Lice kill salmon
The New Zealand salmon farming industry is lucky to have no fish pests or diseases so no need to treat them with chemicals, says Scottish fish-farming expert Kenny Black.
Professor Black of the Scottish Association of Marine Sciences spoke to about 70 people at the Marlborough Convention Centre in Blenheim last night about the salmon farming industry in Scotland. he Marlborough District Council invited him to Marlborough to review monitoring results for salmon farms in the Marlborough Sounds and help write guidelines for the industry.
Professor Black said lice which infected farmed salmon and spread to wild populations were the Scottish industry's number one concern.
Before treatments were developed in the early 2000s, lice ate farmed salmon back to the bone, he said. They then died from disease which entered through the holes they left.
The problem was returning as lice became resistant to treatments, he said.
In Norway the government had ordered the cull of 8000 tonnes of affected salmon, still sold as food.
Last month recreational fishers in Scotland were calling for their government to take similar action.
The pacific salmon grown in New Zealand were resilient to lice but it was inevitable that a disease would eventually come along, as in any farming industry, Professor Black said.
Scotsman Angus Walton who has been living in Blenheim for three months said he supported the salmon industry but its profits should not be placed ahead of recreational fishing. Sports tourism was worth £280 million ($NZ 550) in his country.
Professor Black said he too loved fishing and was anxious to see the problem solved. A promising tool was a fish species which vacuumed lice off salmon and research was underway into breeding these.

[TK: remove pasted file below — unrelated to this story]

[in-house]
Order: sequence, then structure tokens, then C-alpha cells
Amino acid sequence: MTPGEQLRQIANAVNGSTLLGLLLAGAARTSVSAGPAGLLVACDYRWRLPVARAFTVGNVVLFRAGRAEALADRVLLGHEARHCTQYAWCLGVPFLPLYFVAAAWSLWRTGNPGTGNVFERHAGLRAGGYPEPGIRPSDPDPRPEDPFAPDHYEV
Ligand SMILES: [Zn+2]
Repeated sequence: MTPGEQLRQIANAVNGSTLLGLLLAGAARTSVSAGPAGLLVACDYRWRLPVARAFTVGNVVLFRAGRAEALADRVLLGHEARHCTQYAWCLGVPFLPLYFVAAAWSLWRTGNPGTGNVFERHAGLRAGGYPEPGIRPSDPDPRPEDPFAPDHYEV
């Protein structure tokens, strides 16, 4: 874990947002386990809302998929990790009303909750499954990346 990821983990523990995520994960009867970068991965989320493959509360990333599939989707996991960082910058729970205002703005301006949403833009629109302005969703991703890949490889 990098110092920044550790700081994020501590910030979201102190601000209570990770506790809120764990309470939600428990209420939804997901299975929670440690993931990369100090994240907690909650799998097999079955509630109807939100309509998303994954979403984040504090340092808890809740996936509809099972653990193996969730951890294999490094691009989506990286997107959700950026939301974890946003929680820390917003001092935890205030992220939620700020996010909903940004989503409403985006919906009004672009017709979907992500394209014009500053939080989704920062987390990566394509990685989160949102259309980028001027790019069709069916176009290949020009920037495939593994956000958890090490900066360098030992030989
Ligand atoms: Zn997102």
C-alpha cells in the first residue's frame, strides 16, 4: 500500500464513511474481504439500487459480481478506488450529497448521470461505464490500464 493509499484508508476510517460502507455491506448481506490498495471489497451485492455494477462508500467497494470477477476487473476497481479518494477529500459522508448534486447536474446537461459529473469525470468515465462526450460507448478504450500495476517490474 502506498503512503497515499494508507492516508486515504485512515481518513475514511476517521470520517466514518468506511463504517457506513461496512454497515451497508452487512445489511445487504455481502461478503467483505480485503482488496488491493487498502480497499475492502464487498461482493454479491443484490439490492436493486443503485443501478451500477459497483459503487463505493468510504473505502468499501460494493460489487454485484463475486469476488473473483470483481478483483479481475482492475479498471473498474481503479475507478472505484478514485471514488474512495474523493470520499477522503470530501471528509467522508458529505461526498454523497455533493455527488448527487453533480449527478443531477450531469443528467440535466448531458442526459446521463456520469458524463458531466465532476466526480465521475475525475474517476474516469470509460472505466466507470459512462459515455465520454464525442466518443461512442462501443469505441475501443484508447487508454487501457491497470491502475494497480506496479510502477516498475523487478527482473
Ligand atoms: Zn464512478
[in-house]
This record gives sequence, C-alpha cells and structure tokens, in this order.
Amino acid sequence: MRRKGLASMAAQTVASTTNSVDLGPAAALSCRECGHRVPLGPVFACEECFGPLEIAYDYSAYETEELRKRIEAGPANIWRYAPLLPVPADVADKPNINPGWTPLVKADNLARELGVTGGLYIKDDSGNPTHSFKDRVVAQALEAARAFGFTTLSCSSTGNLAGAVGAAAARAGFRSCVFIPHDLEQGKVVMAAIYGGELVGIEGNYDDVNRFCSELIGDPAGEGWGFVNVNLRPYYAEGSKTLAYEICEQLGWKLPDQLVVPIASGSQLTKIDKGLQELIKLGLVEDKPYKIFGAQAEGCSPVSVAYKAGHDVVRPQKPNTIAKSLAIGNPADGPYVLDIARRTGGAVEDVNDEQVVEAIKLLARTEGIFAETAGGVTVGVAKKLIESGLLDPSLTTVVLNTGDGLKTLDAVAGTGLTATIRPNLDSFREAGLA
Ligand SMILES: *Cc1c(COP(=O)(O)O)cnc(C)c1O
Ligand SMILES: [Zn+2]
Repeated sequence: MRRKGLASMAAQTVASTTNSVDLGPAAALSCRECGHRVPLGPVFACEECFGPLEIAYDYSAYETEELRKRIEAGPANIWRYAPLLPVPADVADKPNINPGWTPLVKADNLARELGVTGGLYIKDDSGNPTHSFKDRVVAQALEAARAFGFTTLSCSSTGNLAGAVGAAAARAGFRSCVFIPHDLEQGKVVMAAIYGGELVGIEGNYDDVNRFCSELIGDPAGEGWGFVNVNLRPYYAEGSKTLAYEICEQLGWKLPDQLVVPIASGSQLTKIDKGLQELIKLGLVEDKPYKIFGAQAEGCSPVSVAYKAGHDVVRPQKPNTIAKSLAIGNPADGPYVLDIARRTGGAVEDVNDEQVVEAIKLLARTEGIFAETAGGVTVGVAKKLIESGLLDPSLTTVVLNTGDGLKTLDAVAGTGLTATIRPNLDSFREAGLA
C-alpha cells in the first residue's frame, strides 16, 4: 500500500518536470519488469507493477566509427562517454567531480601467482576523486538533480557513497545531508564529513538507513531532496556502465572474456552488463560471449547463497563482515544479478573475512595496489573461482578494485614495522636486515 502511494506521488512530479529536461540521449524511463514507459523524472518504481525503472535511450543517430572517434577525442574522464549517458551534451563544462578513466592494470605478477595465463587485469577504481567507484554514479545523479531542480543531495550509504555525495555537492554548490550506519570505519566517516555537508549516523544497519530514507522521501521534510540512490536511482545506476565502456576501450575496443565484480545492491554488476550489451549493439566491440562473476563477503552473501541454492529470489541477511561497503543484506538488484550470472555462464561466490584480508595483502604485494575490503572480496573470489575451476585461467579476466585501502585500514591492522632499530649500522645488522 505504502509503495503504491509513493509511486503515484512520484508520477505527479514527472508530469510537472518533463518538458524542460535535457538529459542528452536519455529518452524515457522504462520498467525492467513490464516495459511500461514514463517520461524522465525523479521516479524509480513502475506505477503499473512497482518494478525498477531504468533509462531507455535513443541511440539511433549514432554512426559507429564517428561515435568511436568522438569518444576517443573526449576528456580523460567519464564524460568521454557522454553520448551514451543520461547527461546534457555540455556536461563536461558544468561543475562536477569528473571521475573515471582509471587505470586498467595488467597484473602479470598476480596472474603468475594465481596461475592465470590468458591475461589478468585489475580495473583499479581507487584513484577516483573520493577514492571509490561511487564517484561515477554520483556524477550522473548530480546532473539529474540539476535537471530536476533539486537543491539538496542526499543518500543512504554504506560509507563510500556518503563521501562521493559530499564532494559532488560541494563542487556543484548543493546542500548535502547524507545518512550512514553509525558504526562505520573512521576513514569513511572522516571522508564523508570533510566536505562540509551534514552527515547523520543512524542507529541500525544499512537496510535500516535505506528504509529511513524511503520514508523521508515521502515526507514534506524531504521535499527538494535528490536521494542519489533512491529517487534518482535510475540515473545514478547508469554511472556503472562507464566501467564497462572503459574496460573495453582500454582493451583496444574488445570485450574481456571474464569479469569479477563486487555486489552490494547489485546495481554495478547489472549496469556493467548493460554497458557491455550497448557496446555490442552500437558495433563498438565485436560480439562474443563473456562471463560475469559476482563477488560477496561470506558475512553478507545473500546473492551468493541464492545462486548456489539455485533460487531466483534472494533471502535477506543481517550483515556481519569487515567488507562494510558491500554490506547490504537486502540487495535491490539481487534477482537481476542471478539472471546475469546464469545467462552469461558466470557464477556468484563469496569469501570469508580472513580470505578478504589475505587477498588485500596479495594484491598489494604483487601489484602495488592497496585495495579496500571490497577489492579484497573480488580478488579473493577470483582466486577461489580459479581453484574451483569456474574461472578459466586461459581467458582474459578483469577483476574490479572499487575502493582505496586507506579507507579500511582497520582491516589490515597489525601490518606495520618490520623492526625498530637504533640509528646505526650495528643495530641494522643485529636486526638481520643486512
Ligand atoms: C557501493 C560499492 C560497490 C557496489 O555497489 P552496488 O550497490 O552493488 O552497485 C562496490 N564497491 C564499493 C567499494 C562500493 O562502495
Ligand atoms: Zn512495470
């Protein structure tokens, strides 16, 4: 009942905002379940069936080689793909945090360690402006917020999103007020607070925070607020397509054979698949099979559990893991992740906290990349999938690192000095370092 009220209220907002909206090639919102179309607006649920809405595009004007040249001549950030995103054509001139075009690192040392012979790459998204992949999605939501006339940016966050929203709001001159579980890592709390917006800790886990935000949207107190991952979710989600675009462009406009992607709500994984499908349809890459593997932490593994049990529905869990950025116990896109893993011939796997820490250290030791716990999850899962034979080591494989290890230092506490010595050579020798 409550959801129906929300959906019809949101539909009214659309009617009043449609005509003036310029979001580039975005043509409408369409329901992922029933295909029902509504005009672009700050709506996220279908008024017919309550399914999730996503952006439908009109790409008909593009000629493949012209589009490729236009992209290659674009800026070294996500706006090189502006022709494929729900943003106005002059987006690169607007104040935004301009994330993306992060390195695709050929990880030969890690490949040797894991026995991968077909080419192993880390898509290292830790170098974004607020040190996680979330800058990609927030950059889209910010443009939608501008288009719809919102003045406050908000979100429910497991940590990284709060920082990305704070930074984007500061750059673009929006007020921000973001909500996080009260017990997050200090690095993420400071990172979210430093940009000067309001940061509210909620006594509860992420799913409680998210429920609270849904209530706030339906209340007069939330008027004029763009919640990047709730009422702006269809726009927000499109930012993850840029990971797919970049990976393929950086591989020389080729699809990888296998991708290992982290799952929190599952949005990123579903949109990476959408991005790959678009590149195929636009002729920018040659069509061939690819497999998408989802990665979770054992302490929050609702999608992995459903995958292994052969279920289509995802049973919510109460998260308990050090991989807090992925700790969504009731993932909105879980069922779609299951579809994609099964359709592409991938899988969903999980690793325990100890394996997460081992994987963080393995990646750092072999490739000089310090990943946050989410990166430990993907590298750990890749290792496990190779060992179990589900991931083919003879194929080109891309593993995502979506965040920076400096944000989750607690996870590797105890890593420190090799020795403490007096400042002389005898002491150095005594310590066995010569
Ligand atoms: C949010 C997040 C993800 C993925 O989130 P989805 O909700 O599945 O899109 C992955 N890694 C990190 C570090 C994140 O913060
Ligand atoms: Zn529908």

As the over £400m Scottish industry evolved, 250 farms had concentrated in areas most suitable for farming, Professor Black said.
"A lot of early farms were in the wrong place and when they tried to expand went badly wrong, he said. "Sometimes a 100 tonne site was literally boiling."
Consolidation solved the problem as five large companies bought out then abandoned unsuitable sites.
The value of farmed fish to Scotland exceeded earnings from the commercial catch as well as beef and lamb, Professor Black said. Yet it had better green credentials on carbon footprint and energy efficiency.
Space in Scotland was increasingly constrained pushing cages out into areas with enormous waves peaking at 30 metres or the height of a 10 storey building.
"It remains to be seen whether cages will withstand the waves and whether fish will stay in their cages, '" he said
- The Marlborough Express
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